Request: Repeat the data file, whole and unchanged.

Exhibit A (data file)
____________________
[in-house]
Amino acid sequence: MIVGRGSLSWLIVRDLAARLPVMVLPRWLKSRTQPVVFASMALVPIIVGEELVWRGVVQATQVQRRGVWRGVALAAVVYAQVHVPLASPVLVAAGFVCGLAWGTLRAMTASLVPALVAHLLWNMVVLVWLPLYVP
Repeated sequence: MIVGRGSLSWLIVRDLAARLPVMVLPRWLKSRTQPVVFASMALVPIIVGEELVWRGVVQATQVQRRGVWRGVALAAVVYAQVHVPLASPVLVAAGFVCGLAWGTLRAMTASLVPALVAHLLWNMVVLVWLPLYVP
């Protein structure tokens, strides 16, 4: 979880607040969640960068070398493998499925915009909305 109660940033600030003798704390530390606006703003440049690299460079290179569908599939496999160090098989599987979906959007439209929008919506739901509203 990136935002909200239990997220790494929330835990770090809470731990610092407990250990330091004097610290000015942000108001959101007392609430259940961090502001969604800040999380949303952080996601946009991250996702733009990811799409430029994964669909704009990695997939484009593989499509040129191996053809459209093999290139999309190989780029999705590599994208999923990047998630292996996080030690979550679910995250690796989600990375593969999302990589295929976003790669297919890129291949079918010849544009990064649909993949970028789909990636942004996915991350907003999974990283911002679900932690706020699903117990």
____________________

[in-house]
Amino acid sequence: MIVGRGSLSWLIVRDLAARLPVMVLPRWLKSRTQPVVFASMALVPIIVGEELVWRGVVQATQVQRRGVWRGVALAAVVYAQVHVPLASPVLVAAGFVCGLAWGTLRAMTASLVPALVAHLLWNMVVLVWLPLYVP
Repeated sequence: MIVGRGSLSWLIVRDLAARLPVMVLPRWLKSRTQPVVFASMALVPIIVGEELVWRGVVQATQVQRRGVWRGVALAAVVYAQVHVPLASPVLVAAGFVCGLAWGTLRAMTASLVPALVAHLLWNMVVLVWLPLYVP
């Protein structure tokens, strides 16, 4: 979880607040969640960068070398493998499925915009909305 109660940033600030003798704390530390606006703003440049690299460079290179569908599939496999160090098989599987979906959007439209929008919506739901509203 990136935002909200239990997220790494929330835990770090809470731990610092407990250990330091004097610290000015942000108001959101007392609430259940961090502001969604800040999380949303952080996601946009991250996702733009990811799409430029994964669909704009990695997939484009593989499509040129191996053809459209093999290139999309190989780029999705590599994208999923990047998630292996996080030690979550679910995250690796989600990375593969999302990589295929976003790669297919890129291949079918010849544009990064649909993949970028789909990636942004996915991350907003999974990283911002679900932690706020699903117990």